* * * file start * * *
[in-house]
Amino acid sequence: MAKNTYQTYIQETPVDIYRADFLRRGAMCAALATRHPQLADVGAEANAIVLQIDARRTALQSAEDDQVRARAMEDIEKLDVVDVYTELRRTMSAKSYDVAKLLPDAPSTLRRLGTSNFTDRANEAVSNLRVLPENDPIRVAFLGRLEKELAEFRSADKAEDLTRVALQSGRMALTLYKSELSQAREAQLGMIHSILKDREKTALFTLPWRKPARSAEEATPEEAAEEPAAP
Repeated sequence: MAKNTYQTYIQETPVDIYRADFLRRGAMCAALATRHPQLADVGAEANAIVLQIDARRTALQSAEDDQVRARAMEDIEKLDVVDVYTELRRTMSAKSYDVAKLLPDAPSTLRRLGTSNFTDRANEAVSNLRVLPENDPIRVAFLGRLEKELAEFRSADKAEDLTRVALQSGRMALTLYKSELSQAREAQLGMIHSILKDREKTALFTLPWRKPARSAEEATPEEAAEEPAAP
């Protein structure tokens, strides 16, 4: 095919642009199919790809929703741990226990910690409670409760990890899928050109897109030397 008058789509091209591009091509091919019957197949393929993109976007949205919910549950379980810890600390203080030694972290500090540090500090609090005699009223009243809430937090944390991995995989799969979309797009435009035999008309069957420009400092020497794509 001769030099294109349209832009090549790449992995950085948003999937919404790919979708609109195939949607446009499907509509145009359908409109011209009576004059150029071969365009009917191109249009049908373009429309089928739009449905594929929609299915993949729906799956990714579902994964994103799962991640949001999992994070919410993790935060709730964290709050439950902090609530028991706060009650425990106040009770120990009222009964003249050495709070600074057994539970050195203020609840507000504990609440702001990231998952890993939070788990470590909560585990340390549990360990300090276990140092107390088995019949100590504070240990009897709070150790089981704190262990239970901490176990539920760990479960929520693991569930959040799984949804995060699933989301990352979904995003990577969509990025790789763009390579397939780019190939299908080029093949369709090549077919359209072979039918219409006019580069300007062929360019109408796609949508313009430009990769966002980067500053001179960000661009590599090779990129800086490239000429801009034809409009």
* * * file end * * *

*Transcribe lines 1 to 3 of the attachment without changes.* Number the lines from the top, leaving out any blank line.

[in-house]
Amino acid sequence: MAKNTYQTYIQETPVDIYRADFLRRGAMCAALATRHPQLADVGAEANAIVLQIDARRTALQSAEDDQVRARAMEDIEKLDVVDVYTELRRTMSAKSYDVAKLLPDAPSTLRRLGTSNFTDRANEAVSNLRVLPENDPIRVAFLGRLEKELAEFRSADKAEDLTRVALQSGRMALTLYKSELSQAREAQLGMIHSILKDREKTALFTLPWRKPARSAEEATPEEAAEEPAAP
Repeated sequence: MAKNTYQTYIQETPVDIYRADFLRRGAMCAALATRHPQLADVGAEANAIVLQIDARRTALQSAEDDQVRARAMEDIEKLDVVDVYTELRRTMSAKSYDVAKLLPDAPSTLRRLGTSNFTDRANEAVSNLRVLPENDPIRVAFLGRLEKELAEFRSADKAEDLTRVALQSGRMALTLYKSELSQAREAQLGMIHSILKDREKTALFTLPWRKPARSAEEATPEEAAEEPAAP